Any time your body is in pain, it’s normal to want to get to the root of the problem, whether it’s a simple body ache or a serious knee injury. While it’s true growing aches and pains are an inevitable part of everyone’s life, some symptoms should not be ignored as they may be signs of a bigger problem. In some cases, the problem may be remedied with something simple. If you’ve ever experienced leg pain, here are five hidden causes to consider, and ways you might be able to get rid of it.
1. Leg ulcers due to sickle cell disease
Typically occurring in the lower part of the leg, ulcers usually appear in people between the ages of 10 and 50, and they’re most common among men. Besides the fact that an ulcer can be very painful, it may be a sign of sickle cell disease, a condition that worsens over time. According to the Centers for Disease Control and Prevention, a leg ulcer can result from trauma, infection, inflammation, or interruption of the circulation in the smallest blood vessels of the leg. If a leg ulcer leaves you in total agony, a doctor may prescribe strong pain meds to help curb the pain. Medicated ointments, cultured skin grafts, bed rest, and keeping the leg raised are also effective treatments.
2. Sore, tight calves from improper footwear
Having a tight calf can hold you back from daily exercise as well as your day-today activities. While you might try extra stretching before and after workouts, one possible cause has an easy remedy, and it has to do with what’s on your feet. Trade your flip-flops for sneakers, Rebecca Goldstein, clinical director at Professional Physical Therapy, told us. When you wear flip-flops on a regular basis, you’re overworking your calves and causing them to tense up. “This can be easily stretched out by standing on a stair step (hold on to the hand rails) and letting the affected heel drop half way off the step until a good stretch is felt. Hold this stretch for 30 seconds, rest, and repeat,” Goldstein said.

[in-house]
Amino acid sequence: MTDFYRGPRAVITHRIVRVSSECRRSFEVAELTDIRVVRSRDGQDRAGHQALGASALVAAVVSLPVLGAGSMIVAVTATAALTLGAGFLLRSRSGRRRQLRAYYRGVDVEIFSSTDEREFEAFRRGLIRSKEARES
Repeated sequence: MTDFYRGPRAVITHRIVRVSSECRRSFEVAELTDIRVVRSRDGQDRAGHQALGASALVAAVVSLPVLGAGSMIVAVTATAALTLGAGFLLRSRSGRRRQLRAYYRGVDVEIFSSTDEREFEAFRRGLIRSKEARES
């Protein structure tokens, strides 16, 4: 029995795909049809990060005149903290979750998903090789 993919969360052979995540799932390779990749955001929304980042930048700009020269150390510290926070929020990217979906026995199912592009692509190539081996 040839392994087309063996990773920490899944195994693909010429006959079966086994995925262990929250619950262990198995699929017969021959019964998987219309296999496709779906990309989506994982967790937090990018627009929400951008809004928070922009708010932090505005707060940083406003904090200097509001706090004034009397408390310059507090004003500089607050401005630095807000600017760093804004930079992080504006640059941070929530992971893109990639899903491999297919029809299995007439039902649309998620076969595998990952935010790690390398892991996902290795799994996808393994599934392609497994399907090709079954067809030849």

3. Pulling pain on lateral side of knee due to ITB tightness
If you experience a pulling pain on the lateral side of your knee when you walk or go up or down the stairs, this could be due to iliotibial band (ITB) tightness. When the ITB, which runs along the side of the thigh from the hip down to just below the knee, is very tight, it can feel like knee pain. “Massaging the ITB is the best way to loosen it up,” Goldstein said. “I would recommend using a foam roller as a self-massage tool. First, lie on the foam roller on the affected side. Then roll from below the hip bone to above the knee joint for about 2 minutes.”
4. Leg numbness and foot drop due to sciatica
In this case, we’re not talking about your leg falling asleep briefly. Prolonged leg numbness, along with an inability to walk properly, could be a sign of something more serious like a lower back problem. In these instances, the pain can really affect a person’s quality of life, making it difficult to walk or drive a car. As mentioned in this Spine-Health article, common symptoms can range from a slight tingling sensation to complete numbness down the leg and into the foot. Additionally, when people experience foot drop, they’ll often have to drag their lower leg and foot. According to Spine-Health, “Leg pain may be caused by a problem in the leg, but often the root cause of the problem starts in the lower back, where the sciatic nerve originates, and then travels along the path of the nerve (called sciatica).” If you’ve ever had this sort of pain, it’s important to see a doctor for an examination of the lower back.
5. Anterior knee pain due to runner’s knee
If you experience anterior knee pain with prolonged sitting, it could be runner’s knee, also called patellar tendonitis. Mayo Clinic explained tendonitis is inflammation or irritation of a tendon — any one of the thick fibrous cords that attaches muscle to bone. The condition causes pain and tenderness just outside a joint. While it can occur in any of the tendons, it’s most common around the shoulders, elbows, wrists, knees and heels. According to Goldstein, if you frequently do the same workouts over and over again, you may have developed tendonitis, which is caused by repetitive activities. To aid in the healing process, limit your everyday physical routine and take time to rest. Strengthening the hip and quadriceps also tends to help.
[Editor’s note: This story was originally published August 2016]